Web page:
Bugler Frederick Ashton 11th Battalion – 25 April 1915

Frederick Ashton was a highly literate clerk aged 21, when he joined up on 18 August 1914 in the 11th Battalion. Born in Sydney, he enlisted in Geraldton W.A.

He was captured on 25 April while tending the wounded on Baby 700 – Bean wrote that he was the only Australian remaining prisoner on that first Anzac Day aside from  McDonald, Lushington and Elston of the previous post. I

He was clearly well educated, with a dry sense of humour judging from a surviving letter, and his report on captivity made in London after his repatriation from Turkey. This report is full of fascinating detail on food, treatment by the Turks and work, as you will find when you read on … someone should make a movie.

At around 4.30 pm on 25 April Bugler Frederick Ashton was bandaging a wounded Kiwi on Baby 700 when the poor soldier was hit again

72 dpi ASHTON-F-Photo Western Mail, 27 August 1915

Fred Ashton (Photo Western Mail, 27 August 1915 – courtesy Kim Phillips, Spirits of Gallipoli)

‘He was in terrible agony and asked me to finish him off. I told him to lie still while I went and sought a stretcher-bearer. But when I looked around me I could see no sign of our former firing-line, nor could I see anyone – they seemed to have vanished completely,’ Ashton wrote in his report after the war.

The Australians and New Zealanders on Baby 700 had been attacked by a strong force of Turks. Men came running back – “Get to buggery! The Turks are coming on – thousands of them!” (Bean Vol 1 ,p 315)

Ashton still looking for a stretcher-bearer became disoriented and instead of descending through Monash Valley, was in Mule valley, heading the wrong way.

Here he fell in with a wounded man from the 1st Brigade. He was shot through the hip, and I asked him if he required assistance. ‘I helped him down the gully till he could go no further, while I went on to see if I could find a stretcher.

[Ashton’s report is contained in his record in the National Archives of Australia at  NAA: B2455, ASHTON F]

I ‘heard a shout, and on looking up, saw about 8 or 10 Turks covering me with their rifles. At the same time bullets were coming from the rear on the right. I immediately threw up my hands and the Turks immediately came forward and knocked me on the head with their rifle-butts, dazing me.’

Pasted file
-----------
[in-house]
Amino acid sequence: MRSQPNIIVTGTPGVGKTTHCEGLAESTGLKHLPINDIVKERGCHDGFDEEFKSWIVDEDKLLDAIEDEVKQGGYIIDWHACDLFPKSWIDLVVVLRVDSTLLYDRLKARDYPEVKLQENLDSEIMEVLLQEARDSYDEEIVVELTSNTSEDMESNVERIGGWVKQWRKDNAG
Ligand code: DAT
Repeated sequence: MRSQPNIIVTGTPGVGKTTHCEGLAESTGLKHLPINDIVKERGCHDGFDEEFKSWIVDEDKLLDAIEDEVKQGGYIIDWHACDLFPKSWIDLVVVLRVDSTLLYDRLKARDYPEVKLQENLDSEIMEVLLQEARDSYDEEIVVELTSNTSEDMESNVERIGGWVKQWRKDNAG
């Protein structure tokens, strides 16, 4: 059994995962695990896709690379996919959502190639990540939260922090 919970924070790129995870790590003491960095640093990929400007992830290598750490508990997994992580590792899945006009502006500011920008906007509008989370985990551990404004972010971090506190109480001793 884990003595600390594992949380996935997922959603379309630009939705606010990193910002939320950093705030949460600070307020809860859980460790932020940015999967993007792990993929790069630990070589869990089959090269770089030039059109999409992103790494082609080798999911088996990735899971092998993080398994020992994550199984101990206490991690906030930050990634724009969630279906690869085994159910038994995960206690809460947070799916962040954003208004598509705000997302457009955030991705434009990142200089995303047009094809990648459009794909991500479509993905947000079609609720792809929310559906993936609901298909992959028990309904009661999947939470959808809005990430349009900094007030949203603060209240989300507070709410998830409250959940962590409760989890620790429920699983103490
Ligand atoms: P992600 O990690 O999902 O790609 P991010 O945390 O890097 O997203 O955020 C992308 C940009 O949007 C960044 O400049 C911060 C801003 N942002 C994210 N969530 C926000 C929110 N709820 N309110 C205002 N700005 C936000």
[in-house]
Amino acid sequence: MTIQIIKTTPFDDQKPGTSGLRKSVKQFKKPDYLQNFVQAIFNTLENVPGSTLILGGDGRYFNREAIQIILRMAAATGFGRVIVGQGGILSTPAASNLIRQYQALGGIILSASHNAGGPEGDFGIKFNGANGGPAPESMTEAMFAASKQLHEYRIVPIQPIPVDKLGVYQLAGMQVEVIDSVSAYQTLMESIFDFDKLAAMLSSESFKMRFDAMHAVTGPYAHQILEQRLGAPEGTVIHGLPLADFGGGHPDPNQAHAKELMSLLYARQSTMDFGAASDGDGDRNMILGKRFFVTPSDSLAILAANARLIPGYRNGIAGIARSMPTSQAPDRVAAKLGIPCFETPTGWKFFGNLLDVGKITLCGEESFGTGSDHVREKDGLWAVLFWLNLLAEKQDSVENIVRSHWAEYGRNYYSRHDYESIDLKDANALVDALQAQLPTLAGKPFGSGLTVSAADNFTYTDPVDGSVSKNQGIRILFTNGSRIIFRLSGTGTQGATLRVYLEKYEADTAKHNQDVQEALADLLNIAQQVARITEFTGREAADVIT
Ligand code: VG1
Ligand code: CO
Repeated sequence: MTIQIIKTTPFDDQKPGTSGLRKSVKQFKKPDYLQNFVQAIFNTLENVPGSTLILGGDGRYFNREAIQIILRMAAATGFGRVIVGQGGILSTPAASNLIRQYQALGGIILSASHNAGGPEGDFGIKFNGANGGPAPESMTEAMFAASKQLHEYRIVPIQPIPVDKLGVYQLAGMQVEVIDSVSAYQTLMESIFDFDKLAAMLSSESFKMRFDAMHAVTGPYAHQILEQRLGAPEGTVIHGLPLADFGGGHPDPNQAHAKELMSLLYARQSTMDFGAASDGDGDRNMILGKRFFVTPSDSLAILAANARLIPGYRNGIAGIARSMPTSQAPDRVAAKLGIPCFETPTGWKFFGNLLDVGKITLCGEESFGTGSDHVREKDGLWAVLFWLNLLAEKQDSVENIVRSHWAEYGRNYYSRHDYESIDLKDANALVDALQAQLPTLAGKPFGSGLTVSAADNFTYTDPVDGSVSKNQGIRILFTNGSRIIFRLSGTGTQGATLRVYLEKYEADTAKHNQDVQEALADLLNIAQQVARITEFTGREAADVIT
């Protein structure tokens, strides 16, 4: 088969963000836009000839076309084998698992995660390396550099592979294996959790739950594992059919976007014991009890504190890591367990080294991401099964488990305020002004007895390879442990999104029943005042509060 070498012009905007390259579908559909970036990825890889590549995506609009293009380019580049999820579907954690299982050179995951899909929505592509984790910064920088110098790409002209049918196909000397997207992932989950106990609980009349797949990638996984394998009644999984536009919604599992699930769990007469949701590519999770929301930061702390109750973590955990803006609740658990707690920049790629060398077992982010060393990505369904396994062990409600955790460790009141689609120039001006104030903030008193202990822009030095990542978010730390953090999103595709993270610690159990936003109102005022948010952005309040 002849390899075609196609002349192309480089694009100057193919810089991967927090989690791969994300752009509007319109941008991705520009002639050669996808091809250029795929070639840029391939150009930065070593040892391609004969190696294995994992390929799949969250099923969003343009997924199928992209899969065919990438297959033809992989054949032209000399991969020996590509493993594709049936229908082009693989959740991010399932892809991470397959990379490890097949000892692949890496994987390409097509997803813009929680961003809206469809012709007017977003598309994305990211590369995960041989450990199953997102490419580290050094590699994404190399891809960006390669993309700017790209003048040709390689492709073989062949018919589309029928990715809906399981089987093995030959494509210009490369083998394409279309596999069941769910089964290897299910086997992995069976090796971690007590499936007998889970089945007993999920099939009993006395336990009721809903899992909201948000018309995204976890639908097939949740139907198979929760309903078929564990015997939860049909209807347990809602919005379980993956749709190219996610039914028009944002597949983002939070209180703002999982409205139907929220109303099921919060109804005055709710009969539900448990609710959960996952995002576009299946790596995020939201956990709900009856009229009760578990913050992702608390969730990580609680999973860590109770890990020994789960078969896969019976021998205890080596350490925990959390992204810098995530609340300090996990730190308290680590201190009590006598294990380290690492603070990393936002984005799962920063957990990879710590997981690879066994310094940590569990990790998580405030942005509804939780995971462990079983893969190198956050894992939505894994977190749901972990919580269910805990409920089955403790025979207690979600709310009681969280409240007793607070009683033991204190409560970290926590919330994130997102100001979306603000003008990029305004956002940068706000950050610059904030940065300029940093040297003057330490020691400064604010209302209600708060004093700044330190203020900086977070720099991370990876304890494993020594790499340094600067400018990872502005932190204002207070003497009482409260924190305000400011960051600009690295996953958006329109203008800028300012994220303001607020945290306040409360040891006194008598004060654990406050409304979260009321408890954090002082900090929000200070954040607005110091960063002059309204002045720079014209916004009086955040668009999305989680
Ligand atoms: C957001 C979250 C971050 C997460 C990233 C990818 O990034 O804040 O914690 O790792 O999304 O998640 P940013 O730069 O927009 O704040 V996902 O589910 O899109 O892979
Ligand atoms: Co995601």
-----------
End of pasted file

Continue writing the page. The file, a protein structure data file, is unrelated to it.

Ashton was interrogated here, and then at ‘a place on the coast’, and then t inland again to what appeared to be a Turkish headquarters.

‘I was taken into a tent and interrogated in Turkish by some officers, who gave the job up as hopeless, and sent for another officer who could speak about four words of English. They produced a big map of Egypt, the Suez Canal, and the Dardanelles, and made me try to understand that they wished me to tell them how long it had taken me to come from Egypt; and also whether I had been to Cairo, Lemnos, Mudros etc.

‘Amongst my papers was a money order from Australia drawn on the Post Office at Cairo, and when they saw that, they knew I had been evading the truth. So they ceased questioning me, giving  the job up as hopeless.’

‘One of the officers signed to me to follow him and I went into his tent, where he provided me with a two course meal, after which I was sent into his orderly’s tent, and was given an old Turkish overcoat to sleep under. After I had been asleep some hours, I was waked up and taken out of the tent, and found three more Australians standing outside.’

They were Captain McDonald, Lieutenant Elston and Private Lushington.

Reg Lushington, rear centre, AWM C01052

Fred Ashton, standing on far left (AWM C01052)

‘In the morning we were marched to another Turkish Headquarters, where we were given some boiled eggs and bread for breakfast.

After a ferry boat took them to ‘the seaport of Gallipoli’ where they were placed in a ‘military school and examined by a German officer. ‘After the examination we were taken to an empty house and placed in a small room, where we were given a meal (Lushington and I were there) [and then] taken to another room furnished with two beds. At this place we received exactly the same treatment as the officers, our Battalion colour patches having apparently misled the Turks as to our rank.’

This happy misapprehension was short-lived – a few days later when examined with a couple of French officers (in French) and ‘for failing top show p[roper respect, as they considered to the [French] officer we were sent into another room with French soldiers.

They then went to Haidar Pasha on the Asian side of the Bosphorus (where there is a CWGC cemetery today), and then to the Stamboul (European side).

‘We were marched through the street and exhibited to the public gaze. We were marshalled … and our photographs taken, after which we were placed in an underground room. After several days in this room we joined the crew of the Submarine A.E.2., who had been in another room.’

‘Towards the end of May we were all sent to  a  prisoner of  war  camp  at  Afion  Kara  Hisar, where  we  found  the  survivors of  the  crew  of  the [British submarine]  B.15.

‘We were not  actually  ill-treated  at  this  place, but the  food  was  very  poor, consisting  for the  main  part of  thin lentil soup,        and  a small  handful  of  boiled  wheat.   About a month  later  a  Sergeant  Delpratt of  the  Light  Horse  came in,

And Privates Troy, Allen and  Cliffe.